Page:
PLAN through a Non-Traditional Strategic Plan


ACT after you engage in Community Dialogue


EVALUATE with your constituents through Shared Leadership.


Bystander: What will this workshop do?

Community Inc: This workshop will give you the tools to take an innovative idea, develop meaningful partnership with your constituents and develop a Social Innovation using inclusive, welcoming, and outreach strategies. Then you will be ready to change your Leadership style.

Bystander: Cool, I want to sign up. How do I?

Community Inc: you can register here: or call me at 604-307-0454

Community Contributions Company – Join Me August 25th

I promise, this is not another rant against Canada’s Anti-spam law..but it will start off sounding like one.  I started this blog on Canada day and my plan was to send it out then to not only celebrate our freedoms as Canadians, but also to frown over the new electronic communication rules. And how this new legislation will create transparency. I admit…to a degree, it will make us ethical citizens…to a degree, and it will promote better opt out procedures…to a degree. The biggest problem with the new legislation is that it forces a set of rules upon us that were not voted on, were not agreed to by citizens and constituents, and ultimately will create more unnecessary bureaucracy for small businesses across Canada.  This is where I jump off this train before it crashes.


To continue to use the metaphor of the train, I will jump on another one. The Society act is another set of rules that govern not-for-profit organization. If an organization chooses to become a “charitable” association, then that is a railway with a variety of tracks that some will say lead to brick walls when it comes to developing a strong social service. The Society Act is for BC organizations and outlines rules, bylaws, and methods of governance. I have wrote about the barriers of this system before and will do so briefly now once more. The Society act in my opinion is a little bit like a process of smoke and mirrors. It is something that an organization needs to call themselves an not for profit organization, but it also gives each an opportunity to create a cryptic set of rules called bylaws. There are some basic bylaws scripted in the Act, but it is generally an organizations leadership that adds texture to it. I have personally been involved in crafting bylaws as well as supporting organizations to change them. In each circumstance following the adoption of these rules I find myself scratching my head wondering why did we do that to ourselves. You see, that while the bylaws (or any policy to that effect) seems like a good way to keep law and order, each one is also a binding “gag” order in it’s own peculiar way. You see, bylaws, policies, and rules complicate our work…it guides it…but it complicates it. Can there not be a better way? Can we not find a better system to create adaptive self-governance that exudes transparent, ethical, and charitable behaviour?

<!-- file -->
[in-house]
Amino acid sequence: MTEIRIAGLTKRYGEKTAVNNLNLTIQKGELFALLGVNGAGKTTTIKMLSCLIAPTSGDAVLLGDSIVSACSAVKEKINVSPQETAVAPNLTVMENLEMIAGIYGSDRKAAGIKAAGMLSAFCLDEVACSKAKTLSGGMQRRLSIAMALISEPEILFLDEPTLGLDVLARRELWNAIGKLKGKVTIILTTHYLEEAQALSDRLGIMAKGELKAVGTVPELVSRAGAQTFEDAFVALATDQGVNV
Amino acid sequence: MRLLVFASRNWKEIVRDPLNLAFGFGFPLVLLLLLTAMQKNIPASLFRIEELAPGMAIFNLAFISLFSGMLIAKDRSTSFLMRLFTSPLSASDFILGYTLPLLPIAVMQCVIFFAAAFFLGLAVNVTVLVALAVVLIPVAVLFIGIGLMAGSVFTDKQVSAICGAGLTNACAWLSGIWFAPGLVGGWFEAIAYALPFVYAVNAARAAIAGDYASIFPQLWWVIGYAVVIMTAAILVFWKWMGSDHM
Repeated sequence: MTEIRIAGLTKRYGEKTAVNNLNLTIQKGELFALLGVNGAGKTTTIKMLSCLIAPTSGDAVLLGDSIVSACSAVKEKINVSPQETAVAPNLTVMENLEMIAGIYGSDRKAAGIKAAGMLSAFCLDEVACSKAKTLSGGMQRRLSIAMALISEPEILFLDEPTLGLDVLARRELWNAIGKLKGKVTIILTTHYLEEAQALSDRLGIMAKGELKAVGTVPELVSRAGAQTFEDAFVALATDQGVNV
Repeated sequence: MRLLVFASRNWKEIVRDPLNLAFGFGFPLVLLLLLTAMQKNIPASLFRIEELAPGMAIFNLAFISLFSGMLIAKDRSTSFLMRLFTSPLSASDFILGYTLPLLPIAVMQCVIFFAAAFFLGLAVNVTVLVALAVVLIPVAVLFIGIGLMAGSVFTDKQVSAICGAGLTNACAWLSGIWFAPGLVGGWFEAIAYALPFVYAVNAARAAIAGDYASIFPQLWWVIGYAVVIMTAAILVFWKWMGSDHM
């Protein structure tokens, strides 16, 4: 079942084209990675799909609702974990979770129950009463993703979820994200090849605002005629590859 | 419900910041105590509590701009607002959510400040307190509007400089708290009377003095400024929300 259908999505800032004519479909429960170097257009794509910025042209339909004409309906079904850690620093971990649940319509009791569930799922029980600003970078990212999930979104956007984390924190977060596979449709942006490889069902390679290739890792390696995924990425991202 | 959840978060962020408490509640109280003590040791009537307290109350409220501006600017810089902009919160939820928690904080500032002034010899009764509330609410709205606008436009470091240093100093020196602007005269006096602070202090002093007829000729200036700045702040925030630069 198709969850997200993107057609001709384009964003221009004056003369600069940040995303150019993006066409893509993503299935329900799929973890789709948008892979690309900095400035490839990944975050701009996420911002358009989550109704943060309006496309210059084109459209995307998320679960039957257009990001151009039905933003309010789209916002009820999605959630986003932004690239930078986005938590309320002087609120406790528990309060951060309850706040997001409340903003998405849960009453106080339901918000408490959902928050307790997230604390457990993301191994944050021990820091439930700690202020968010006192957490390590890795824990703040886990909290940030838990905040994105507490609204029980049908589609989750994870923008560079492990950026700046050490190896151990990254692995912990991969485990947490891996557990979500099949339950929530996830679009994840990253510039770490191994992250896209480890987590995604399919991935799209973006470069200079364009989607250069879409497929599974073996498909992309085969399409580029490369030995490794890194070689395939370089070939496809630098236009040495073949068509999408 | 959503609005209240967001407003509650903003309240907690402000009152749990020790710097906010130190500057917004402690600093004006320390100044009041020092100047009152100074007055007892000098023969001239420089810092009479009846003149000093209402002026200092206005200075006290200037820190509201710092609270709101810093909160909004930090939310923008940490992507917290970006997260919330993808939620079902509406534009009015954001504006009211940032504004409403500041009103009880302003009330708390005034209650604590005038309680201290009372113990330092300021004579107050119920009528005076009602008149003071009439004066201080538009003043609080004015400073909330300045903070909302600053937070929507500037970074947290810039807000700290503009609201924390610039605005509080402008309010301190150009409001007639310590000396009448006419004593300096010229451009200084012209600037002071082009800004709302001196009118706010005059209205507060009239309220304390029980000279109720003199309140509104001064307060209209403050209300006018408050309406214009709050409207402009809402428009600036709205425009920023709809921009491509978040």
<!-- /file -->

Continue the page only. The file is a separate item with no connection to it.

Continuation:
Jumping onto a third train in our train yard, there is this phenomena called “free market”. In this environment, the rules of success apply. Yes there are rules, but the rules adapt and shift under a greater pressure: The momentum of free enterprise. Dan Palotta (2010) speaks about the nefarious set of rules that charitable organizations have to weave through on a daily basis that businesses can easily avoid. He believes however that we have created these puritan rules and ultimately have cornered ourselves, creating our own restrictions and disabling our ability to be adaptive. I surely do not see us throwing out the Society Act but I surely do think it is time that we develop new governance models. Perhaps we need to use the new Community Contributions Company opportunity that allows not-for-profits in a way to own businesses. Perhaps this “social enterprise” is the new way to access the open market while maintaining a board of local governors? Perhaps its a way to have the best of both worlds? I think there is a better way. If you have time, I hope you will come to the next Community Inc. workshop preamble at Tim Hortons (Alderbridge Way in Richmond) on Monday August 25th in Richmond at 6pm. Together let’s find ways to uncover your organization’s talents and build a better practice.


Palotta, D. (2010). Uncharitable. University Press of New England, Hanover, MA.